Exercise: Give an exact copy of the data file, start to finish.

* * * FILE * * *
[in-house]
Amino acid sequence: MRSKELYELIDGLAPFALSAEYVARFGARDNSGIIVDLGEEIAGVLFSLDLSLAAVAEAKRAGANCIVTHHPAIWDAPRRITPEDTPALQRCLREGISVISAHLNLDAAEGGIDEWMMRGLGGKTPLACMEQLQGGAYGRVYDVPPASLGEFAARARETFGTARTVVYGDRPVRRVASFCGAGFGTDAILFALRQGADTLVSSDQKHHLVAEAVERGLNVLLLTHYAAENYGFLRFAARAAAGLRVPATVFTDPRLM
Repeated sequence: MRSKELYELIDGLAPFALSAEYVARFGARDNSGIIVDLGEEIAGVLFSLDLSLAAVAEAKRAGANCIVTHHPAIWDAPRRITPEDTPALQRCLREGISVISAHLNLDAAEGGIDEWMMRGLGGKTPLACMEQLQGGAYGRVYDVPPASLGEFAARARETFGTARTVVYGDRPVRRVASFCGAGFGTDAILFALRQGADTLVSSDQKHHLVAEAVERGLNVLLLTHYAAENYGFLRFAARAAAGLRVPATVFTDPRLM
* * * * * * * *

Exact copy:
[in-house]
Amino acid sequence: MRSKELYELIDGLAPFALSAEYVARFGARDNSGIIVDLGEEIAGVLFSLDLSLAAVAEAKRAGANCIVTHHPAIWDAPRRITPEDTPALQRCLREGISVISAHLNLDAAEGGIDEWMMRGLGGKTPLACMEQLQGGAYGRVYDVPPASLGEFAARARETFGTARTVVYGDRPVRRVASFCGAGFGTDAILFALRQGADTLVSSDQKHHLVAEAVERGLNVLLLTHYAAENYGFLRFAARAAAGLRVPATVFTDPRLM
Repeated sequence: MRSKELYELIDGLAPFALSAEYVARFGARDNSGIIVDLGEEIAGVLFSLDLSLAAVAEAKRAGANCIVTHHPAIWDAPRRITPEDTPALQRCLREGISVISAHLNLDAAEGGIDEWMMRGLGGKTPLACMEQLQGGAYGRVYDVPPASLGEFAARARETFGTARTVVYGDRPVRRVASFCGAGFGTDAILFALRQGADTLVSSDQKHHLVAEAVERGLNVLLLTHYAAENYGFLRFAARAAAGLRVPATVFTDPRLM